Firstly, let me tell you something about myself. I’m 59, married with two grown up daughters and stay in Wormadale, Whiteness. I have lived in the West Side all my life apart from 13 years spent in Orkney during my school years.
I am a Chartered Architectural Technologist and have been involved in the local building and construction industry in Shetland all my working life.
I have been a partner in a Lerwick-based architectural practice since its inception 27 years ago and if elected I intend to leave the firm and become a full time Councillor.
I have been interested in local and national politics since my school days and have been an active member of the local Liberal Democrat party and am at present vice-chair of Tingwall, Whiteness and Weisdale Community Council, which I have served on for the last 14 years.
I have thought long and hard about standing for election, but I feel that with my business experience together with knowledge of the area and my involvement in the community I can contribute to a new council.
Many issues will dominate the next Council but the following three, in particular, are going to be very difficult and divisive.
I am very concerned about the size of the proposed spending cuts and the speed with which they are to be implemented. We are in danger of wrecking our economy and driving people from Shetland. I believe it would be better to draw prudently from our reserves in the short term in order to stabilise our economy now.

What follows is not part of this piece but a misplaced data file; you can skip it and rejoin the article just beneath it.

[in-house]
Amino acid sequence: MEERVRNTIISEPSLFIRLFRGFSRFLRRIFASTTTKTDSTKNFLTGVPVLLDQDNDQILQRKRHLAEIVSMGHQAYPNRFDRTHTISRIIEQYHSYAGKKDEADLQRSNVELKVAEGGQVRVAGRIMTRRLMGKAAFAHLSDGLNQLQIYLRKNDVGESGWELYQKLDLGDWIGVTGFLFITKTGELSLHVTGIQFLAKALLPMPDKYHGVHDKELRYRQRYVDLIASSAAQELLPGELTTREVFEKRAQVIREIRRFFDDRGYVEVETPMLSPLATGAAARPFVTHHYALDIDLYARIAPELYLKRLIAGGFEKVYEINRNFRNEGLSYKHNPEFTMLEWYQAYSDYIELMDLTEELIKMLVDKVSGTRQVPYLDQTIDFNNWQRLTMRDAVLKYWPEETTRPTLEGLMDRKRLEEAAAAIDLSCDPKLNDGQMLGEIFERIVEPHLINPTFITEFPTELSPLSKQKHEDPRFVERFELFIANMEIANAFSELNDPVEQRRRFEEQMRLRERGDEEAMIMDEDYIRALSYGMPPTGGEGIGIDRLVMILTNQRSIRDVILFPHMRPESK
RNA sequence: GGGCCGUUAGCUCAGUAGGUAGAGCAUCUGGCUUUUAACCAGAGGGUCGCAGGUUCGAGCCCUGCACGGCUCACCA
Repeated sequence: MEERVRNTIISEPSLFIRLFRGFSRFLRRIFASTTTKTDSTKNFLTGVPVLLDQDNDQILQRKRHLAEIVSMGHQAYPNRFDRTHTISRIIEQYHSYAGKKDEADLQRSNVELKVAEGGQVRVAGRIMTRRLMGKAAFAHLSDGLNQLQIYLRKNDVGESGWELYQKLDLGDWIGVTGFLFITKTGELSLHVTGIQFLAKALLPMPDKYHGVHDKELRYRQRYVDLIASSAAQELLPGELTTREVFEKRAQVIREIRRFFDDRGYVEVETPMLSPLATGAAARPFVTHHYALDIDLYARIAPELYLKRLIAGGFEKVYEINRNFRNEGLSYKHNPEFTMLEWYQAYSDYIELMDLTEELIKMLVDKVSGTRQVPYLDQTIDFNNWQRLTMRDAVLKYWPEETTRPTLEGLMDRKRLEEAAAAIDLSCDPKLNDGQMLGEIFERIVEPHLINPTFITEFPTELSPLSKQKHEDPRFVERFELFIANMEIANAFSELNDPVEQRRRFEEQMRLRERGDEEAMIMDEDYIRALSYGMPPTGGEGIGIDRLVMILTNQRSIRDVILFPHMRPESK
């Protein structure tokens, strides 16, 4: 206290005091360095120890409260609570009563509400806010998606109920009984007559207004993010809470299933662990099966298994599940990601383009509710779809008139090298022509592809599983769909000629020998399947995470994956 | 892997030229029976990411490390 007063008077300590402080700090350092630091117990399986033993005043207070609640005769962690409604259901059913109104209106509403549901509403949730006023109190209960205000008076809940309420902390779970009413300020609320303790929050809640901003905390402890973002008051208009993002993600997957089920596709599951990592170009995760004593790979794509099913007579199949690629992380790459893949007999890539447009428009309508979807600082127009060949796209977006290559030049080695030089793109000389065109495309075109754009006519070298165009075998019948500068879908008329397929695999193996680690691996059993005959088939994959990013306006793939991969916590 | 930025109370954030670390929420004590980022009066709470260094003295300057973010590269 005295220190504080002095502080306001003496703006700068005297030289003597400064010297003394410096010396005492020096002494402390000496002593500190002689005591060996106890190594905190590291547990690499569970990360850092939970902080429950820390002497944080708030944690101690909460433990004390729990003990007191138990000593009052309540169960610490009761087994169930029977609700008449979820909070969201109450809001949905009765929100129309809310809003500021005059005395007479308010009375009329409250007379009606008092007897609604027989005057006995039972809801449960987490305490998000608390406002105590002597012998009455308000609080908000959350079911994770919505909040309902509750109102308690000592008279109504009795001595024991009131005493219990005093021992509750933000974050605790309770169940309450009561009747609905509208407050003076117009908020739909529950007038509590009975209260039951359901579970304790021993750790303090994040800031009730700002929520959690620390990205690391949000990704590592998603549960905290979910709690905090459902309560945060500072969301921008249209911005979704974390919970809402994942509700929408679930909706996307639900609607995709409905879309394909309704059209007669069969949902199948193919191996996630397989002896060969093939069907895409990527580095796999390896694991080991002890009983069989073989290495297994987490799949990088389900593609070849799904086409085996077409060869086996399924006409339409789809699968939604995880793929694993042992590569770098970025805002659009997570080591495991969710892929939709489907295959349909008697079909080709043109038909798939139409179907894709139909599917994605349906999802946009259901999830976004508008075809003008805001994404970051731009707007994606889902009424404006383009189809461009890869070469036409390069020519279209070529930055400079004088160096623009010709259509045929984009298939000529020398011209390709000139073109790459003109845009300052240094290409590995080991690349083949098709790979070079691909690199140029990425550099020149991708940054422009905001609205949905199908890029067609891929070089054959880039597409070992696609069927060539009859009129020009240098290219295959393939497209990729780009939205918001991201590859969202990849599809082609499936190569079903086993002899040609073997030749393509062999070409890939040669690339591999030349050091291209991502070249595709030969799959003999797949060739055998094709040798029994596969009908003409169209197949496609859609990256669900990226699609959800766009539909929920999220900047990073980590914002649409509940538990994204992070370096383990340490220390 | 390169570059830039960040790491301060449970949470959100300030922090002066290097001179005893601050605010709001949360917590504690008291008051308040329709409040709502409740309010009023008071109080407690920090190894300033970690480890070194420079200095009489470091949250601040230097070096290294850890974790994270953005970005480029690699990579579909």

What use is a huge reserve that leaves Shetland with a weak, fragile economy and a falling population? Whether we like to admit it or not, Shetland has come to rely on a council-run economy and until that changes the Council has a responsibility not to pull the rug from under it but try to support it over these testing times.
How can we consider closing Junior Highs when Curriculum for Excellence isn’t clear? Having secondary pupils away from home between eight and nine hours a day or living in a hostel in Lerwick from the age of 12 is unacceptable. Proposed hostel charges will create a two tier educational system and will set a precedent for other charges to be applied.
Primary schools in Shetland West are unsuitable for amalgamation principally due to their geographical locations. Parents and children in many communities have been placed in a state of constant fear and alarm for many years due to yet another education review with school closures hanging over them.
Rural community sustainability and children’s safety and comfort must be a priority. Bussing five year olds over single track roads that the Council propose to grit less in winter is unacceptable. There will be an inevitable drift to the Central Mainland if out-lying schools are closed. Consideration must also be given to what happens to existing buildings.
This has been the most divisive issue I can ever remember in Shetland. Some people relate it to being like oil coming to Shetland. That’s nonsense.
For a start the sheer visual impact of this far exceeds anything the oil industry built and Shetland wasn’t asked to put a huge amount of money at risk.